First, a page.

Flatpicking as an art has certainly gone through numerous evolutionary stages. In learning how to flatpick, and developing a style of one’s own, it would make sense to start with an examination of the earliest players and performers. Each generation has built upon the technique of those who have come before. Today many beginning students bring a Tony Rice, Bryan Sutton, Kenny Smith, David Grier, or Steve Kaufman solo into their teacher and say, “I want to learn to play this.” Or they buy a instructional book or video that teaches one of these players’ arrangements and they try to move their study forward from there. Unfortunately, most students who start with Tony Rice or Steve Kaufman, or Doc Watson don’t know where to turn after they have memorized Doc, Tony or Steve’s arrangements. They are missing the foundation that Doc, Tony, and Steve built upon when they created those arrangements. Without a strong foundation, the building is always going to be weak. So let’s take a look at how we might go back and build up a strong foundation for flatpicking.

Building a Foundation

In almost every feature article we have printed in Flatpicking Guitar Magazine, all of the professional players we have interviewed have stated that the best place to start learning is with rhythm. They also will tell you that when they learned how to play there was no tablature, so they learned it all by ear. This is not how most flatpickers learn today. I have observed two things that most flatpicking hobbyists, who have learned how to flatpick in the past fifteen years, have in common. First, not enough time is spent focusing on rhythm (and timing) and, second, not enough time is spent on ear training. I know this is a true statement for myself and, from the feedback I have received from readers, I would say it is true for a good portion of the flatpickers who have started learning since tablature and transcriptions have become abundant.

If all of our heroes are telling us to spend more time focusing on rhythm and training our ear, why aren’t we doing it? If I were to guess at an answer I’d have to say that, first, for most people, learning to play lead guitar is more exciting and interesting than playing rhythm. Secondly, learning from tablature is easier than learning by ear. Ear training is hard work.

The problem with the way new students are learning these days is that they are missing some important fundamentals. If you start your flatpicking development by learning fiddle tunes from tablature, I predict that you are going to run into some problems. After you learn fifteen to twenty fiddle tunes from tablature, you may indeed be able to execute the memorized arrangements of those tunes in a jam session at a moderate speed. But one or more of the following difficulties will fall upon you: You may have trouble remembering the chords when you start to play rhythm (because you never practice rhythm). Once you do know the chords, you will eventually get tired of playing the same old rhythm lick (because there is not much tablature available for rhythm). You will have a very difficult time learning how to improvise. You will crash and burn when you are in the middle of a memorized solo and you get lost. You will have a difficult time coming up with your own solo arrangements, especially on vocal numbers. Finally, you will have a hard time playing songs at a jam that you have never heard before. All this will lead to you reaching a plateau in your progress. You will not feel like starting over again, so you will continue to memorize more fiddle tunes and noodle around on the ones that you already know. Then you will reach another plateau. Eventually you will realize that there is a lot missing from your flatpicking education. If any of this applies to you, then I recommend you journey back to the roots of flatpicking.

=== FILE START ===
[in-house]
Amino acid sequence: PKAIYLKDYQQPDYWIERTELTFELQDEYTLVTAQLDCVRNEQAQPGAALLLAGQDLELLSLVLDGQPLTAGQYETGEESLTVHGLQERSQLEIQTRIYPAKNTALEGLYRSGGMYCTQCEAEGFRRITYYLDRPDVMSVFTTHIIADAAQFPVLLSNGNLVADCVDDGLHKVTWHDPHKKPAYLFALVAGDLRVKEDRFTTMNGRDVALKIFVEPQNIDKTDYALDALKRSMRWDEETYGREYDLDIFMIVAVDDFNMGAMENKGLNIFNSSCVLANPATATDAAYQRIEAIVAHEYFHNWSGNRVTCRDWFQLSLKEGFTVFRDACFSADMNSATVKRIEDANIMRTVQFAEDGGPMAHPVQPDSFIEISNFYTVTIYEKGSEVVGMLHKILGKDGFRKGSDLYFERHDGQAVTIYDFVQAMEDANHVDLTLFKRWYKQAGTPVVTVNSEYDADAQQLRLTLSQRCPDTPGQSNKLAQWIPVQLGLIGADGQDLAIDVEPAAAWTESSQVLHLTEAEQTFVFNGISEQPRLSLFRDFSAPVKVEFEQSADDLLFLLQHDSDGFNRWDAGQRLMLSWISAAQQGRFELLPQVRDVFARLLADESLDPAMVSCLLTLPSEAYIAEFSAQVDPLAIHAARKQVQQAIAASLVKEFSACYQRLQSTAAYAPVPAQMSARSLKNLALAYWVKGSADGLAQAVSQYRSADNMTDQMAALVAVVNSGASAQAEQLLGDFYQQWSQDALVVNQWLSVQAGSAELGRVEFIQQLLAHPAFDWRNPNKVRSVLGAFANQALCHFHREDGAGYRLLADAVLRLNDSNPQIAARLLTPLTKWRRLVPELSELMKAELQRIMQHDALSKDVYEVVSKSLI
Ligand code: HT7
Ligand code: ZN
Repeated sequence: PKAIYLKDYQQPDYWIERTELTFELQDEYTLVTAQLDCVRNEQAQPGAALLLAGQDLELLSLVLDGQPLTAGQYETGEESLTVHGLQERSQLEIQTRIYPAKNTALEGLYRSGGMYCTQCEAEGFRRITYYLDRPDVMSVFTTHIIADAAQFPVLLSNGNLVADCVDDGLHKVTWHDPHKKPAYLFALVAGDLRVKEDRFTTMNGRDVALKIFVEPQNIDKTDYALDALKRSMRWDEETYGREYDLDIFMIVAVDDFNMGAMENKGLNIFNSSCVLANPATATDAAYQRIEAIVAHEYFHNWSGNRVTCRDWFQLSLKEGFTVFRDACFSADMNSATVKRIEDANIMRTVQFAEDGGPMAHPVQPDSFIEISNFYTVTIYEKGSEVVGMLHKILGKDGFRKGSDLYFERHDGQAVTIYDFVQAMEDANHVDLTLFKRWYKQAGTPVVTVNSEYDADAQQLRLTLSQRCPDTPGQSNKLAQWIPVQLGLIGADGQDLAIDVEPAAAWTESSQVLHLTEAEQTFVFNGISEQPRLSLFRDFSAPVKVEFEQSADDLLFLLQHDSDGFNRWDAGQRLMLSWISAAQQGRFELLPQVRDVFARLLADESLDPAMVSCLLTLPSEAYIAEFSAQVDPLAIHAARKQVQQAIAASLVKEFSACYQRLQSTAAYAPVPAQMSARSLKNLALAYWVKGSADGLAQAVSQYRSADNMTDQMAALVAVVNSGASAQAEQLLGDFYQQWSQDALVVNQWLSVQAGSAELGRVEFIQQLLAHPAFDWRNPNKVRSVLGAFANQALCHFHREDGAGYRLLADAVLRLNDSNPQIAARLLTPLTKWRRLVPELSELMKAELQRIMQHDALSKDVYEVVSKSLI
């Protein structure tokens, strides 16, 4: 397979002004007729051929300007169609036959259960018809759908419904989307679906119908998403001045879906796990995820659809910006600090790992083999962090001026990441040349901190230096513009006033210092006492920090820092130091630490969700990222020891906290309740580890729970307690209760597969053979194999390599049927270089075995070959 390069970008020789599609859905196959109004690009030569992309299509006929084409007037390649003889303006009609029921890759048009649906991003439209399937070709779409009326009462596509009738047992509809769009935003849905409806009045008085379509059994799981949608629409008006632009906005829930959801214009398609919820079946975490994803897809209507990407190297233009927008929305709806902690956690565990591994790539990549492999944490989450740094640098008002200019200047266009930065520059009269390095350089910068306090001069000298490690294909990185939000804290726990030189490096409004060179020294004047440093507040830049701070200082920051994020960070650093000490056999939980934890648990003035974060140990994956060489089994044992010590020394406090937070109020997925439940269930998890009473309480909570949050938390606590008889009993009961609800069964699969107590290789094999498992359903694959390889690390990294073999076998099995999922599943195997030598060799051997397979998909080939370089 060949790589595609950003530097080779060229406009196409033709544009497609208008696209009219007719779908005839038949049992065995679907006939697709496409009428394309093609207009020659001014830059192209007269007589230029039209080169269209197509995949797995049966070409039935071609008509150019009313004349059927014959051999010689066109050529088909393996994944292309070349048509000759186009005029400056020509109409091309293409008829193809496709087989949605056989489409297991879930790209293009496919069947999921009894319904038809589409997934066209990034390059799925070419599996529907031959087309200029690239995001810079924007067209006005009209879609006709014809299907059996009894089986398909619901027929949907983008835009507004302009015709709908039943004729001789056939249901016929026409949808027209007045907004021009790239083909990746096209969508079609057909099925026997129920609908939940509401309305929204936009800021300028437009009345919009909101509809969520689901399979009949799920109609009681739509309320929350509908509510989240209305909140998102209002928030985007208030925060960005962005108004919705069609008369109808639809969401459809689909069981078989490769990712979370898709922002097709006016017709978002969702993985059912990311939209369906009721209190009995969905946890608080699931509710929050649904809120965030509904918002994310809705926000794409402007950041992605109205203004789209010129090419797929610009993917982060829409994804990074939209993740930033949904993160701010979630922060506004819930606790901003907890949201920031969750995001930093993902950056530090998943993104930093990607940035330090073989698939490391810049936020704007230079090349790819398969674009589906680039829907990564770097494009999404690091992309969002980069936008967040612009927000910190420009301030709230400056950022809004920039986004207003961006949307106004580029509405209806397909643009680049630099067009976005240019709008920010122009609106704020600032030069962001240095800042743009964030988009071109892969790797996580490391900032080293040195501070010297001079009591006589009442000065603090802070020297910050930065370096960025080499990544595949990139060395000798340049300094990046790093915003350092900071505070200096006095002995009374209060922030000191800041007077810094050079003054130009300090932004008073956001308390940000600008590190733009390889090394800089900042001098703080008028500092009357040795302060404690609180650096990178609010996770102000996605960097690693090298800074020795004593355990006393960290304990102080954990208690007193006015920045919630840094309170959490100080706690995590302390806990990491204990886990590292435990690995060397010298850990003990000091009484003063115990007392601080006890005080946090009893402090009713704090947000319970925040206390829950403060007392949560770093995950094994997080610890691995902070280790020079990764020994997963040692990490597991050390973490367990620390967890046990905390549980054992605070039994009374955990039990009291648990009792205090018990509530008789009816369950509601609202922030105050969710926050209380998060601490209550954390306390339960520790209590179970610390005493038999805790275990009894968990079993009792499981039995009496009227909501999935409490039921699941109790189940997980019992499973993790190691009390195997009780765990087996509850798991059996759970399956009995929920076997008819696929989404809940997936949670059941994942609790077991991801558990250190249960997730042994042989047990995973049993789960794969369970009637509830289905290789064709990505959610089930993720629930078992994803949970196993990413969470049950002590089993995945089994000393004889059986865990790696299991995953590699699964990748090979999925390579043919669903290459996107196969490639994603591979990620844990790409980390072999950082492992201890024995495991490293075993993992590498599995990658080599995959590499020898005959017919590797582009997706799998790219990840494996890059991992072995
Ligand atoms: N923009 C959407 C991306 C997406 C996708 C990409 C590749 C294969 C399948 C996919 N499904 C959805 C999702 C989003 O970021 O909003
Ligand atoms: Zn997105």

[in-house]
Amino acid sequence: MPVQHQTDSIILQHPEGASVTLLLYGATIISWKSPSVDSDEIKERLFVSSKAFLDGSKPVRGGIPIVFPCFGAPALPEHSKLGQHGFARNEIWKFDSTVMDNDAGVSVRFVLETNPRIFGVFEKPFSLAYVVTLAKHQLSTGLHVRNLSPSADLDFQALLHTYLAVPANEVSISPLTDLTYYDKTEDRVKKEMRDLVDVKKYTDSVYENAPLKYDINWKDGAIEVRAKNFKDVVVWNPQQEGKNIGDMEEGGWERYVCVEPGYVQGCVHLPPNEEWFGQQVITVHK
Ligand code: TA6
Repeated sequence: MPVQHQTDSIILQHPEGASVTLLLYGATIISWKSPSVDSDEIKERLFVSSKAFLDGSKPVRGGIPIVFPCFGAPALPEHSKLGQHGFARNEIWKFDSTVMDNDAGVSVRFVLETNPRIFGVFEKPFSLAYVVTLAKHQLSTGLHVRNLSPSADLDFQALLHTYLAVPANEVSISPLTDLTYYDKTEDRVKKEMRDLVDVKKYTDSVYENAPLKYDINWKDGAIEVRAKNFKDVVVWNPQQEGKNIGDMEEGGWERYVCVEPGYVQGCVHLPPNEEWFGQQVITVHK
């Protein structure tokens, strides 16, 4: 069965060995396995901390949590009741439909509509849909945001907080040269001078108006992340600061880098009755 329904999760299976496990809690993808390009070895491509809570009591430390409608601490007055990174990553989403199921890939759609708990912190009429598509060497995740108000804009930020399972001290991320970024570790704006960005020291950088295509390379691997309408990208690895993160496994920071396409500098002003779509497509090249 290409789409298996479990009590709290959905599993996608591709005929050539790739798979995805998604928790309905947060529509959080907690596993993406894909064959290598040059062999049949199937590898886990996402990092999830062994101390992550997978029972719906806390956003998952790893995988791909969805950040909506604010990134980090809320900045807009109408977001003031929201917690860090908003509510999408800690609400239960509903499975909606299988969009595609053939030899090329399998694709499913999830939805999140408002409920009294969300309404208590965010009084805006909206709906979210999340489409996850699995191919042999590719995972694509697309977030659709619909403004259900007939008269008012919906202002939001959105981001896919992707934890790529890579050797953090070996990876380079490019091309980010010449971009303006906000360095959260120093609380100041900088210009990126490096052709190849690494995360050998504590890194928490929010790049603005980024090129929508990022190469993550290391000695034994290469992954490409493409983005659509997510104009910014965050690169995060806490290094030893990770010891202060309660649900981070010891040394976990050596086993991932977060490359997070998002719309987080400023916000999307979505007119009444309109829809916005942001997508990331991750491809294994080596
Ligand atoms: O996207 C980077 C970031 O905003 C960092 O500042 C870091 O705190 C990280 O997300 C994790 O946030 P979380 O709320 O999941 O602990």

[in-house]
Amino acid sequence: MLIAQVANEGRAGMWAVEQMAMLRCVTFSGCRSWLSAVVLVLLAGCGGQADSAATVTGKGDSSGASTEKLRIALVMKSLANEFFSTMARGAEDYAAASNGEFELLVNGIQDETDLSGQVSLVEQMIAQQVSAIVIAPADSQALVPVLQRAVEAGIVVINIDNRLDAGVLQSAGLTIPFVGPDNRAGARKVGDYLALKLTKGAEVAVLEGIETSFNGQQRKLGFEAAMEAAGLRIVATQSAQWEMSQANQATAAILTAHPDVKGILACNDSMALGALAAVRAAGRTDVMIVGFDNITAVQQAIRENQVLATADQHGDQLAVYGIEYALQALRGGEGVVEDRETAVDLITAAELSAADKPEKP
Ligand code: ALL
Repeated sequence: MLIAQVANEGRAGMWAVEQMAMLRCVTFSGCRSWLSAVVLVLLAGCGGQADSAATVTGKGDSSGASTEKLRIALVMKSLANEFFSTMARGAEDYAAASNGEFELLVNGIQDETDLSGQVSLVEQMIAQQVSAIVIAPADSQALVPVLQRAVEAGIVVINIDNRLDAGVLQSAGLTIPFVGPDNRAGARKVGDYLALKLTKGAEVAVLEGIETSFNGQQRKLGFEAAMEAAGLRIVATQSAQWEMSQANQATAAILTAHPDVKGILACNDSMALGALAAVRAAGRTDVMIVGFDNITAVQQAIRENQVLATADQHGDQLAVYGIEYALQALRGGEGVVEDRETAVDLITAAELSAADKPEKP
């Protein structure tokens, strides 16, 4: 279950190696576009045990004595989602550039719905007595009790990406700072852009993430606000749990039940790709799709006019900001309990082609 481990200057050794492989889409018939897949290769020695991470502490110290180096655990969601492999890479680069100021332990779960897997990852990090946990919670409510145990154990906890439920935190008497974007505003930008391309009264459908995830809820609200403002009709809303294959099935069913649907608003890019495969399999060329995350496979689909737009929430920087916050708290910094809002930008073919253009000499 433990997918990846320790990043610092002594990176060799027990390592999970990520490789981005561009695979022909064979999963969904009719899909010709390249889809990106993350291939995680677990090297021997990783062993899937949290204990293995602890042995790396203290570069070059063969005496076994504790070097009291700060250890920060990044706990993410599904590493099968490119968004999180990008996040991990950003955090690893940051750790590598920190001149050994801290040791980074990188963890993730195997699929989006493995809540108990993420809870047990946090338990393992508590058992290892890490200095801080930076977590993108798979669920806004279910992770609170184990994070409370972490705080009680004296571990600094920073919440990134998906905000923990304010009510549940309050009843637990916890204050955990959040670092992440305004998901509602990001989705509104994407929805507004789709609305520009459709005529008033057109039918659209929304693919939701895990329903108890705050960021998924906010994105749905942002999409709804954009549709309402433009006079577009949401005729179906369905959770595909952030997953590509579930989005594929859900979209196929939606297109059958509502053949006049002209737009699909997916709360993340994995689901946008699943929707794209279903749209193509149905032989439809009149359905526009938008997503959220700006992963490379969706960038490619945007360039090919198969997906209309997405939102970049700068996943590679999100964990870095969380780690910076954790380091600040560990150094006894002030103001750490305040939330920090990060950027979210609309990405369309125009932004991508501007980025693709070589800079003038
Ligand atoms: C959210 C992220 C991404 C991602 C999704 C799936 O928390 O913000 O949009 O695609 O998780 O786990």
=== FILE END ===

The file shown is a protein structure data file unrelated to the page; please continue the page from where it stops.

After interviewing hundreds of flatpickers, studying dozens of instructional books and videos, listening to hundreds of flatpicking CDs, and talking with thousands of flatpicking students and enthusiasts, I have come to the conclusion that the best way to study flatpicking is directly along the evolutionary line that it developed. Having said that, I feel remiss in not publishing this special “pioneers issue,” way back during our first year of publication. It took me over ten years to realize that the information in this issue should have been published long ago and then we should have been building upon the information as the years progressed. Although we certainly have covered many of the early pioneers in the magazine here and there over the years, I feel like we should have focused more heavily on those pioneers in the early years and then continued to present more of their material as time went on. In this issue, and in the future, we will explore these pioneers and their styles and techniques in more detail.